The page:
Markets & Finance

Ginnie Maes: Time to Give 'Em a Rest


Q: I invested in a Ginnie Mae fund a year ago and did very well. What can I expect from the fund in a falling interest rate environment? How will the interest payout be affected? - B.G., Massachussetts

A: You're right in thinking that the Federal Reserve's recent rate-cutting binge could pack an especially hard wallop when it comes to your Ginnie Mae fund. While changes in interest rates affect all fixed-income investments, mortgage-backed securities (MBS) like

Ginnie Mae pass-through certificates, are more sensitive than most. When interest rates are stable or rising, Ginnie Maes usually offer a higher yield than

Treasuries of the same maturity, but when rates drop, Ginnie Maes will generally do worse than Treasuries.

Why? Because Ginnie Maes can pay off early, leaving the investor with a lump of cash he or she has to reinvest -- at a lower interest rate. So long as Fed Chairman Alan Greenspan is in hacking mode, and all indications are that he will cut rates again toward the end of March, you may want to think about moving your money from a Ginnie Mae fund to a medium-term Treasury fund. It has the same

credit risk, but in a falling rate environment, you'll get more bang for your buck from the capital appreciation on Treasuries than you will on Ginnie Maes.

PREPAYMENT PENALTY. When you buy a Ginnie Mae certificate, you are buying the right to a stream of cash flow that comes from homeowners paying off the mortgages they got from the Federal Housing Administration (FHA). Ginnie Mae buys up a specific pool of FHA mortgages and pledges them to pay off a particular bond issue. The potential for early payoff of the underlying mortgages creates the risk in Ginnie Maes, and that generally leads investors to demand a higher yield than Treasuries -- even though they carry the same credit risk.

As all homeowners know, you can decide to pay off your mortgage at any time. As homeowners pay off the mortgages in the Ginnie Mae pool, then the MBS investor, whose bond is backed by those mortgages, is unexpectedly left with cash instead of a 15- or 30-year investment. Homeowners are more likely to prepay their existing mortgages when rates are falling, because they want to try to refinance at a lower rate.

If you own shares in a

Ginnie Mae fund, it will reinvest the cash windfall in another Ginnie Mae, but it is likely to have a lower yield if interest rates are dropping. So the yield on the fund will go down as well.

Since the prepayment risk is widely understood in the bond market, when interest rates fall, the price of Ginnie Maes does not go up as much as the price of Treasury bonds with similar maturities. Mortgage traders call this trait "negative convexity," one of those terms that financial pros like to brandish to baffle the rest of humanity. Of course, MBS traders incorporate some estimate of prepayments into their pricing models. When rates fall quickly, as they do when the Fed lowers the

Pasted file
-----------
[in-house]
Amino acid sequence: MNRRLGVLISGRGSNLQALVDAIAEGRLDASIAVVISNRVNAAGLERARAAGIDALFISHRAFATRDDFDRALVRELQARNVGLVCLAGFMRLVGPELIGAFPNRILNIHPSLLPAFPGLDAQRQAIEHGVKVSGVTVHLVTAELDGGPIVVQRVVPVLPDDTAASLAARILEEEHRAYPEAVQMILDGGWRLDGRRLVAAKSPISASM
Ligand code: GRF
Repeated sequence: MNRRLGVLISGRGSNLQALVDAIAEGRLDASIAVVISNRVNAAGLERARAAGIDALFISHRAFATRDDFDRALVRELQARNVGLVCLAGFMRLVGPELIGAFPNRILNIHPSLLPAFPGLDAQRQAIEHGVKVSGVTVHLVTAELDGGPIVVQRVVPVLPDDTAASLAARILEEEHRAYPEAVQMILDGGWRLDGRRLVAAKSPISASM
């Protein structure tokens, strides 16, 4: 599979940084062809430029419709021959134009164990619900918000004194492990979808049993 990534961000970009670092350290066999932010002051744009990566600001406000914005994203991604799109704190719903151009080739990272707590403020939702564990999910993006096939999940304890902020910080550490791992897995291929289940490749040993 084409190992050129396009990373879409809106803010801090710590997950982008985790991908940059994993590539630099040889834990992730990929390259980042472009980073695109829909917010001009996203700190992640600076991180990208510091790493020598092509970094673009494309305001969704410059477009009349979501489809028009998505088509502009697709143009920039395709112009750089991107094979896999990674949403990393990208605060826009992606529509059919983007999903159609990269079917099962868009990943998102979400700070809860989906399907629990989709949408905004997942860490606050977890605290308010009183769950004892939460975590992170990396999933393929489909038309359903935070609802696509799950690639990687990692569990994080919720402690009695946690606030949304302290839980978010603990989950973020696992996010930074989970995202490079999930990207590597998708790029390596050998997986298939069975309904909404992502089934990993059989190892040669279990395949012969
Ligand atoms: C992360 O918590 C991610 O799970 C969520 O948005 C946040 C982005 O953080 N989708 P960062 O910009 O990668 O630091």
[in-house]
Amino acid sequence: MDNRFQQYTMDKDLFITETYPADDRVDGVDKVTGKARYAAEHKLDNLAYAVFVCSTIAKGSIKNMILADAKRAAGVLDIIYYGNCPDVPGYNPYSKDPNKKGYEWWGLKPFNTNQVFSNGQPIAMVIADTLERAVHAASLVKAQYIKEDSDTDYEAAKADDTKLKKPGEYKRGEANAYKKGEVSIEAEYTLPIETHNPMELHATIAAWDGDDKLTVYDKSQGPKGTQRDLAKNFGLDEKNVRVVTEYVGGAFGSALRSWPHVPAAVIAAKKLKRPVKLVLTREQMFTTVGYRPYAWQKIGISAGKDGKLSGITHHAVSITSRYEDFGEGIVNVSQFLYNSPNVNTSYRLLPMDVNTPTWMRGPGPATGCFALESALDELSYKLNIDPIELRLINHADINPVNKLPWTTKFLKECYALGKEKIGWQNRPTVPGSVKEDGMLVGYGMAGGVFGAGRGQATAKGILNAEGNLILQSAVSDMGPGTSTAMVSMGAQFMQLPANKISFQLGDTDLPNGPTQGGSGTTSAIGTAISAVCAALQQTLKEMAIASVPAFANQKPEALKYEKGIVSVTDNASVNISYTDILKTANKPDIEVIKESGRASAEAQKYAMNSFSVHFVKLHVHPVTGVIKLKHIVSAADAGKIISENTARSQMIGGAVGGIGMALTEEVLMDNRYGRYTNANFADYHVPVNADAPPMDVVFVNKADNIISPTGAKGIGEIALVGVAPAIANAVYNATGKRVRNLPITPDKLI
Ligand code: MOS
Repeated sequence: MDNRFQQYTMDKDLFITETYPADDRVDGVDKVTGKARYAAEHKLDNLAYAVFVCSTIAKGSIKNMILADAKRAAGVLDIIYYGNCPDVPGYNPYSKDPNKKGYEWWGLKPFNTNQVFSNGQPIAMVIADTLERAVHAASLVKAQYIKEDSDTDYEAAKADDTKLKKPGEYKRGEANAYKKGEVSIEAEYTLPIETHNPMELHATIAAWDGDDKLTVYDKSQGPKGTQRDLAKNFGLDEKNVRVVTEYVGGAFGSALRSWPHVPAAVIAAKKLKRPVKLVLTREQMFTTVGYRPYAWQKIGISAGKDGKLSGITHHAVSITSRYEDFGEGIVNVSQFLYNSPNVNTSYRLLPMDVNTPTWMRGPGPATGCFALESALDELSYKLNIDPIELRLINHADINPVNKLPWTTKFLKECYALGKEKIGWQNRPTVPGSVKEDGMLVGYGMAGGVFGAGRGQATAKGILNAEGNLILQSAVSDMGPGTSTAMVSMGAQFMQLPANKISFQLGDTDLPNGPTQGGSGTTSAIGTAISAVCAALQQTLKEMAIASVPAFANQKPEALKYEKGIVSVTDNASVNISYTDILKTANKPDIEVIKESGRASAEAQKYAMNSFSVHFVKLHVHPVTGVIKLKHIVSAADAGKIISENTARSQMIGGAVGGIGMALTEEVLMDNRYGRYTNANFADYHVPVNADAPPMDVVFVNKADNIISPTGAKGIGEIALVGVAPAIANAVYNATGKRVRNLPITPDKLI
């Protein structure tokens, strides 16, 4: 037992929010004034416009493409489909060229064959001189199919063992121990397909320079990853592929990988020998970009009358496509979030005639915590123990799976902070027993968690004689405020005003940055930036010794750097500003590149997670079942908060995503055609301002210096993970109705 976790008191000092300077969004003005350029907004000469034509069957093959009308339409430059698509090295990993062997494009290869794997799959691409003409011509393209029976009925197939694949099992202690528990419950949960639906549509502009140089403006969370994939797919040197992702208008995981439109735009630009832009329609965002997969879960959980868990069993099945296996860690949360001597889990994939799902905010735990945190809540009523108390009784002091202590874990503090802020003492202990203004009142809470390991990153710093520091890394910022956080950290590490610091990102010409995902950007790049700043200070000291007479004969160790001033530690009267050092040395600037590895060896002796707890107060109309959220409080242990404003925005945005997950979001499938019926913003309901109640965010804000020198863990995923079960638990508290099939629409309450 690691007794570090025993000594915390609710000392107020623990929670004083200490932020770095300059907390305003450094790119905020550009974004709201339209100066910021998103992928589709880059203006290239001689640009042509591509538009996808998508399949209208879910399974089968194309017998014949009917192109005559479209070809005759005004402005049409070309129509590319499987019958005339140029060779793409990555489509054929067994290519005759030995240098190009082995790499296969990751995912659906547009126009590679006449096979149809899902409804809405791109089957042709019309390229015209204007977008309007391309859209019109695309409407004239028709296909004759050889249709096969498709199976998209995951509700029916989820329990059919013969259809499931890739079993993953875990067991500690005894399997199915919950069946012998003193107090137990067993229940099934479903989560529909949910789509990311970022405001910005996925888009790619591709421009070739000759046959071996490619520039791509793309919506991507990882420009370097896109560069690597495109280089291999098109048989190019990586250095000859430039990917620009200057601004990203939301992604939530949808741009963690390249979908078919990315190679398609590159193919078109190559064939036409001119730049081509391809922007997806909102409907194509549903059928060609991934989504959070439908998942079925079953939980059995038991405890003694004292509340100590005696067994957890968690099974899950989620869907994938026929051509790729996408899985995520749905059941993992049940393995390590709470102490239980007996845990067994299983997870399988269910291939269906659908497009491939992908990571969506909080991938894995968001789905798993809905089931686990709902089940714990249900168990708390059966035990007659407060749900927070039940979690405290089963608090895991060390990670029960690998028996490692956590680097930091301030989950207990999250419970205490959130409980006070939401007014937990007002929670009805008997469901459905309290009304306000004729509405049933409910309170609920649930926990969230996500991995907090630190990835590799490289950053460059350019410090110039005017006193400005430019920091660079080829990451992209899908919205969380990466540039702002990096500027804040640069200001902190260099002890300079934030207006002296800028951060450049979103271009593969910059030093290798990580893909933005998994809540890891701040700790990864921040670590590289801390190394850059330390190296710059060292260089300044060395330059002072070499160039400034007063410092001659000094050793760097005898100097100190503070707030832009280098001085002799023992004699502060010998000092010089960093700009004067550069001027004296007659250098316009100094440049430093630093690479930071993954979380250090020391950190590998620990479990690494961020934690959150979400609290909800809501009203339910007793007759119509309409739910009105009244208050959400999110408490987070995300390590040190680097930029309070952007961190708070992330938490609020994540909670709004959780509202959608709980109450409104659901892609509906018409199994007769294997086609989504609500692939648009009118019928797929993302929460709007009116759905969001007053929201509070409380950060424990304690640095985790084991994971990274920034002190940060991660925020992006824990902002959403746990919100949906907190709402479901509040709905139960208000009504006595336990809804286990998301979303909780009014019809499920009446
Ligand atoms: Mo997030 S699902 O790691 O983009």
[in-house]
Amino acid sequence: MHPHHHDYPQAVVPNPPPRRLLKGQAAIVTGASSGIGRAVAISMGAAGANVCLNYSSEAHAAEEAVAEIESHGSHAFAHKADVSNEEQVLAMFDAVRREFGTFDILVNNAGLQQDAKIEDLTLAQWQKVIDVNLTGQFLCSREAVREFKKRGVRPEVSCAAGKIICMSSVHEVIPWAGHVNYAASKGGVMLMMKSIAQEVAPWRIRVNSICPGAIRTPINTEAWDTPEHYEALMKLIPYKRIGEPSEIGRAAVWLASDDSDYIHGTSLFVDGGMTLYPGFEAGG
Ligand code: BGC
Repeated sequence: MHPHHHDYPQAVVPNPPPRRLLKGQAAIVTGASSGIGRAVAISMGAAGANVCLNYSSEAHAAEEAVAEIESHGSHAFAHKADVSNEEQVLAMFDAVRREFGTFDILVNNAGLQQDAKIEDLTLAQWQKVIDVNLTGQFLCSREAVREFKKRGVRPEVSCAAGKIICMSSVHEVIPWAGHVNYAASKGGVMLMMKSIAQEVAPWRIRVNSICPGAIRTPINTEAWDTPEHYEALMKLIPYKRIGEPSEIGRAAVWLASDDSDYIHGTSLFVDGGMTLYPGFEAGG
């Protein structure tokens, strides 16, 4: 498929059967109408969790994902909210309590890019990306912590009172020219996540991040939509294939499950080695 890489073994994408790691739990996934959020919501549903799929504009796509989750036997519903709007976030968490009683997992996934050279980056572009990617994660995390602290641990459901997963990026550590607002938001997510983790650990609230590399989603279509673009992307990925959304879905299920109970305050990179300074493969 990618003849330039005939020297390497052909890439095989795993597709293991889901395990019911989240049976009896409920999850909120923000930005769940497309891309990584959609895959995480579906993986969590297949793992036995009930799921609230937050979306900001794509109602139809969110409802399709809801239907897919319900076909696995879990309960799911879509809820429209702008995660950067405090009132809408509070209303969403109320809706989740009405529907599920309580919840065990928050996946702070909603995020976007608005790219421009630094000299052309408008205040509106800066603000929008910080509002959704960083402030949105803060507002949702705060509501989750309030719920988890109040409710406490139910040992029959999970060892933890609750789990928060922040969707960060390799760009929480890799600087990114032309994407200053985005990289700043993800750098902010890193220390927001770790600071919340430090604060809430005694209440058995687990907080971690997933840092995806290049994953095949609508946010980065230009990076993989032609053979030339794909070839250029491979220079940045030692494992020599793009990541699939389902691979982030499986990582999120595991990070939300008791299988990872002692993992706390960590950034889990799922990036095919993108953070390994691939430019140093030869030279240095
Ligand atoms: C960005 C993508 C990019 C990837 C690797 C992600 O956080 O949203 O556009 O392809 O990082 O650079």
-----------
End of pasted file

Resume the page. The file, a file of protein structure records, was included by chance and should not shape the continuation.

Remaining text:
discount rate, prepayments happen faster than most models have predicted.

The largest amount of refinancing ever took place in 1998, when the Fed dramatically lowered interest rates to contain the economic impact of the Asian financial crisis. In that year, the average medium-term Treasury fund outperformed the average Ginnie Mae fund. In 1999, rates were stable, and Ginnie Maes did better than Treasuries. In 2000, yields on Ginnie Maes would have topped Treasury yields except that the U.S. Treasury instituted a significant debt-buyback program. Scarcity of 30-year and 10-year bonds pushed up the price of the Treasuries remaining in the market.

"A STRANGE ANIMAL." Currently, Ginnie Maes yield about one perecentage point more than Treasuries with a similar maturity, according to Robert Young, director of mortgage research of Salomon Smith Barney. While the spread has widened over the last three months, it's still lower than it was between late 1998 and mid-2000, when so many homeowners refinanced their mortgages. The current spreads indicate that the market is pricing in stable interest rates for 2001. Such an environment should be good for Ginnie Maes, says Young. Since rates have already come down a lot, they could do very well by the end of the year, he adds.

"Over the long run, you'll do better in mortgages [than in Treasuries], but they're a strange animal -- you have to have a comfort level with them," Young says. "If you want to be conservative, put some money in mortgages and some in Treasuries. But mortgages offer potential additional yield."

With Greenspan & Co. likely to cut rates again in the coming weeks, Ginnie Maes are not likely to outperform Treasuries in the short run, but over the course of the year, who knows? It'll depend on how the Fed uses interest rates to manage the economic slowdown. Still, take heart in your fixed-income exposure. In the current bear market, investors in stocks would trade their paltry returns for a little "negative convexity" any day.

Do you ever get the feeling you could be doing something a lot smarter with your money? Do you know how to navigate the tricky currents of home-equity loans and mortgages? Ever worry about whether you've got the right insurance, or if your accountant is minimizing your tax bite as much as possible?

If you'd like the answers to these and other questions about your personal finances, shoot an e-mail to Ask Katie@businessweek.com, or send a letter to Ask Katie, Business Week Online, 6th Floor, 2 Penn Plaza, New York, NY 10121.

Please include your real name and phone number in case we need more information. If we use your question, only your initials and city will be given. Because of the volume of mail, we won't be able to respond to all questions personally. Questions may be edited for length and clarity. By Kathleen Turner Starr


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